Telepathe—the duo of Busy Gangnes and Melissa Livaudais—has from its inception been a means for taking risks in pursuit of new sounds. Pronounced telepathy, the project was born in New York during the summer of 2004, when both women grew tired of live “rock” guitars and drums, decided to quit experimental rock band Wiikid, and began playing effected, improvisational ‘shoe gazey’ music that would soon be recorded with Allie Alvarado on their debut EP “Farewell Forest,” released on Brooklyn label The Social Registry in 2006. That year Busy and Melissa moved into a warehouse in Bushwick, where they created a home studio and live rehearsal space perfect for continuing to improvise with vocals and instruments, while honing their programming and digital production skills and exploring their mutual love for hip hop music, UK garage, dubstep, and all that was rhythmically syncopated. 2007’sSinister Militia, Telepathe’s next EP on The Social Registry, included remixes by !!!’s Tyler Pope and Matmos’s Drew Daniel, which set the tone for the heavier bass and layered production that would characterize the group’s evolving sound.
The band’s early releases and constant gigging grew their reputation in New York, with performances across the city in warehouses and art galleries, including Brooklyn clubs and the New Museum for Contemporary Art in Manhattan. In 2008, Telepathe fan Dave Sitek of TV on the Radio reached out to Busy and Melissa to offer them a month of studio time to make a full-length album under his production. The duo’s home recordings from the previous year were the foundation for the critically acclaimed Dance Mother album produced by Sitek and released in the US on IAMSOUND early in 2009. Building off love for the album’s singles “Devil’s Trident” (2008) and “Chromes On It” (2009), the band hit the road following Dance Mother’s release, supporting Julian Casablancas, Diplo and Vampire Weekend before headlining their own world tour.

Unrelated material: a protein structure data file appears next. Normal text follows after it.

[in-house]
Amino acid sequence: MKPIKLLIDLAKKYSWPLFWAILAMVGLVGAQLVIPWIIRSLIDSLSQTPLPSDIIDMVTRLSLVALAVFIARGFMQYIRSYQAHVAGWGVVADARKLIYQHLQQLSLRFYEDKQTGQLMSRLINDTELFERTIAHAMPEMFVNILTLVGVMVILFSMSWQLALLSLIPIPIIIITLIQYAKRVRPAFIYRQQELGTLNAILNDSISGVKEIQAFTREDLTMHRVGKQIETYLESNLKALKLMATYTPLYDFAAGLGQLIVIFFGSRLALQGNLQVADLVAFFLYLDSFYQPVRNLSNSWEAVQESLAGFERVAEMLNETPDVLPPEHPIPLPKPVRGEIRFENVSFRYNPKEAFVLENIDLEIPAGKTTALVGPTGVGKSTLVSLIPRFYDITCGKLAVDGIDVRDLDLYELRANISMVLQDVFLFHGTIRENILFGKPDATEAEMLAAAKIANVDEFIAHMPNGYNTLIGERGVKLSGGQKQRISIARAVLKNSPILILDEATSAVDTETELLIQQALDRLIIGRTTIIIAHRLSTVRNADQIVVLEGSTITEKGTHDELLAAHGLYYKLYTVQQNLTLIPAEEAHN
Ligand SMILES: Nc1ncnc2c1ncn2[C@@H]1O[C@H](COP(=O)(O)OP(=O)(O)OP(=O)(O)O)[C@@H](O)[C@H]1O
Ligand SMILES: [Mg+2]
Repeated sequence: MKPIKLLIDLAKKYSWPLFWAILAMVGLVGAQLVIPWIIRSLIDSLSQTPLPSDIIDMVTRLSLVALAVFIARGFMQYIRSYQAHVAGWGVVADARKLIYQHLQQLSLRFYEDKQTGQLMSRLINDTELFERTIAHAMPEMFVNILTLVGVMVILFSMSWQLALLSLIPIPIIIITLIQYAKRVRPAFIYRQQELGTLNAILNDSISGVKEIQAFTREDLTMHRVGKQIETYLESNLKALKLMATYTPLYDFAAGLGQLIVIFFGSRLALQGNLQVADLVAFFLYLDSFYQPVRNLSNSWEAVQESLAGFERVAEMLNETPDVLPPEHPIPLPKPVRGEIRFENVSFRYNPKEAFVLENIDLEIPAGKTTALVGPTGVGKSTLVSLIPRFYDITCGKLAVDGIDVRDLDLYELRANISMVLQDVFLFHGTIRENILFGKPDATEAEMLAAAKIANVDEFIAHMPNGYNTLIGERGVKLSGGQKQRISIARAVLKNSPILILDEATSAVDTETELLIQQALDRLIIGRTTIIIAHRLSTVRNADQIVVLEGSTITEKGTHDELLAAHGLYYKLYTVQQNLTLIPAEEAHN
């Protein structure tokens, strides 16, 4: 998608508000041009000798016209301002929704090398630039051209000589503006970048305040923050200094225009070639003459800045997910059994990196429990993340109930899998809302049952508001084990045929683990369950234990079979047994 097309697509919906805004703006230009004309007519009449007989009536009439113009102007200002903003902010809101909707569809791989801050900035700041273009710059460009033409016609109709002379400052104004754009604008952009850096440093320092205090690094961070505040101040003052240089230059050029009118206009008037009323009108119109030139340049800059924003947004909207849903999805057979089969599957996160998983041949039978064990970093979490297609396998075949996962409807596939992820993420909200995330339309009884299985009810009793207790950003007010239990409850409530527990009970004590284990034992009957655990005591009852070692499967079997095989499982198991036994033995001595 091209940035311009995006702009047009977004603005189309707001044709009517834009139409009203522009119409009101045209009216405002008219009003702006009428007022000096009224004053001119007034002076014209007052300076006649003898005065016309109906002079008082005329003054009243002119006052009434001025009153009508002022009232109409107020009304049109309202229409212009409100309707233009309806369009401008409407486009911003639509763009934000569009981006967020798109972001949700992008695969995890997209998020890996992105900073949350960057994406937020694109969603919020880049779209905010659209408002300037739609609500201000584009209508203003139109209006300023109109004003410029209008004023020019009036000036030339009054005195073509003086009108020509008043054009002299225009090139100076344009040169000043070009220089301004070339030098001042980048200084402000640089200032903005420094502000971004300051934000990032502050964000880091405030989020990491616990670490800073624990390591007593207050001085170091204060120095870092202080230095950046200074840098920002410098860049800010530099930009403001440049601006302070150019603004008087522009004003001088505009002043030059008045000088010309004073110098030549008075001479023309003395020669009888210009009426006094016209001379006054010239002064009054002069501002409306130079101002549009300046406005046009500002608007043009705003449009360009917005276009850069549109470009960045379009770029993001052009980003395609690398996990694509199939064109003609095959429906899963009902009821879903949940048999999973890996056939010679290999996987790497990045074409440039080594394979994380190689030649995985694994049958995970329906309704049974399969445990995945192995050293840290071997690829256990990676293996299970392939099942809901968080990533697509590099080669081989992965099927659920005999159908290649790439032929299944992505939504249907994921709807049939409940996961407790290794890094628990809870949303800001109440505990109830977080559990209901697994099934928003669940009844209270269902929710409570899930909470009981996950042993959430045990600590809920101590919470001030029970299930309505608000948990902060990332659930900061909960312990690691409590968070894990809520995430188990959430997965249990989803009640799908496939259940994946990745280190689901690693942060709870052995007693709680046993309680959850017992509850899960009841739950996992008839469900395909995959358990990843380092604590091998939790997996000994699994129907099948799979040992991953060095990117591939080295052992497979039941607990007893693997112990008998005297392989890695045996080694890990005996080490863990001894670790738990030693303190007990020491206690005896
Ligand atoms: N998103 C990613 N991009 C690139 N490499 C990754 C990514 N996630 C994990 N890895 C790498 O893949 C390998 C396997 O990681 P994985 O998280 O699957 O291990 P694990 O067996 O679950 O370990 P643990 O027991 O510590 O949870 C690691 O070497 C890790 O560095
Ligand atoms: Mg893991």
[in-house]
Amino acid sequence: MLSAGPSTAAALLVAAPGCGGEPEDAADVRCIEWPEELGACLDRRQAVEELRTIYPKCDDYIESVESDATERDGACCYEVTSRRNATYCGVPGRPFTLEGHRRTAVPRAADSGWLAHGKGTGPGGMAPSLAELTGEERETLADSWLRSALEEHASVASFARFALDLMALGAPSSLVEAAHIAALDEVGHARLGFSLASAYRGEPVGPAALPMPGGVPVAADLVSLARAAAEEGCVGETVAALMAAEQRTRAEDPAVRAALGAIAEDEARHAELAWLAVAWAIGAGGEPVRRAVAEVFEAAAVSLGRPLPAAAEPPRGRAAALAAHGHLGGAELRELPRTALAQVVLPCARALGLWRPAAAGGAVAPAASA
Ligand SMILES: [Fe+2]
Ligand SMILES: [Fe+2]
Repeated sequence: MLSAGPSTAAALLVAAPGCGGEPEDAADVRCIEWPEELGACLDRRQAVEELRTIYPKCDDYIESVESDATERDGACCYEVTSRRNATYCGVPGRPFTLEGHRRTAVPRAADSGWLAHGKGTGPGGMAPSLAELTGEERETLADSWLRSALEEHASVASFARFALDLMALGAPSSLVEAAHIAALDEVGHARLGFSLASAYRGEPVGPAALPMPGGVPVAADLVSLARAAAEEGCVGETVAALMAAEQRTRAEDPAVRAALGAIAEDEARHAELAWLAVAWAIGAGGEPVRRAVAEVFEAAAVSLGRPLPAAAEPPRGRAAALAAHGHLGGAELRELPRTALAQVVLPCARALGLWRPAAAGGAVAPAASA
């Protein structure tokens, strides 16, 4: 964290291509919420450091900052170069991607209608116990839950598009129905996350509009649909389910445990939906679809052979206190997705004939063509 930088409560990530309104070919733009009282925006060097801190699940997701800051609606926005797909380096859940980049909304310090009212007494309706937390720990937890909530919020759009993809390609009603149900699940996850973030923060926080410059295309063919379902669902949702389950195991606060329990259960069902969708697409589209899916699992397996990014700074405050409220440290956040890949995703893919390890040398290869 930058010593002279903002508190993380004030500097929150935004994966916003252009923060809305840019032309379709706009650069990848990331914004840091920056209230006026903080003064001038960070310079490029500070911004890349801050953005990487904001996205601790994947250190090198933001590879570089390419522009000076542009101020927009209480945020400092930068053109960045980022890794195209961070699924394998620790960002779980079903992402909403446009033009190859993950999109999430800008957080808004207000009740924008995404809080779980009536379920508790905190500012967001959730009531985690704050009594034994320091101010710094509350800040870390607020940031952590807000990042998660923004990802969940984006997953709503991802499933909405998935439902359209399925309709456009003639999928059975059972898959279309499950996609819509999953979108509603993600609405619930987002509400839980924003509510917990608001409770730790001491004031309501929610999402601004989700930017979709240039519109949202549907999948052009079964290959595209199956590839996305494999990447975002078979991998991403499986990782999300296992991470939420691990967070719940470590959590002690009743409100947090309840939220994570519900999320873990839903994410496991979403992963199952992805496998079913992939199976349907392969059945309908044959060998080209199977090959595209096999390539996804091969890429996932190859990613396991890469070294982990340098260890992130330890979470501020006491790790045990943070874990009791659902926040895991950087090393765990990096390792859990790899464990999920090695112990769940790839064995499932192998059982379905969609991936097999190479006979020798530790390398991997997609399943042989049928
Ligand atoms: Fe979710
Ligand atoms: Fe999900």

Gangnes and Livaudais, who have produced remixes for TV on the Radio, Planningtorock and others, took a break from both touring and the Brooklyn winter at the end of 2010 to begin work on their sophomore album in Busy’s hometown of Los Angeles. The pair returned to LA the following summer, where they recorded Destroyer in Echo Park with the help of Lewis Pesacov, who gets co-producer credit on the album. Inspired by the California Sci-Fi of Philip K. Dick, and mixed by Ken Thomas (M83, Sigur Ros), Destroyer continues Telepathe’s experiments with complex rhythms and layered vocals.
Still a Telepathe fan, Dave Sitek remixed the title track and released it as the first single for his new Federal Prism label, with a b-side remix by Trent Reznor of Nine Inch Nails.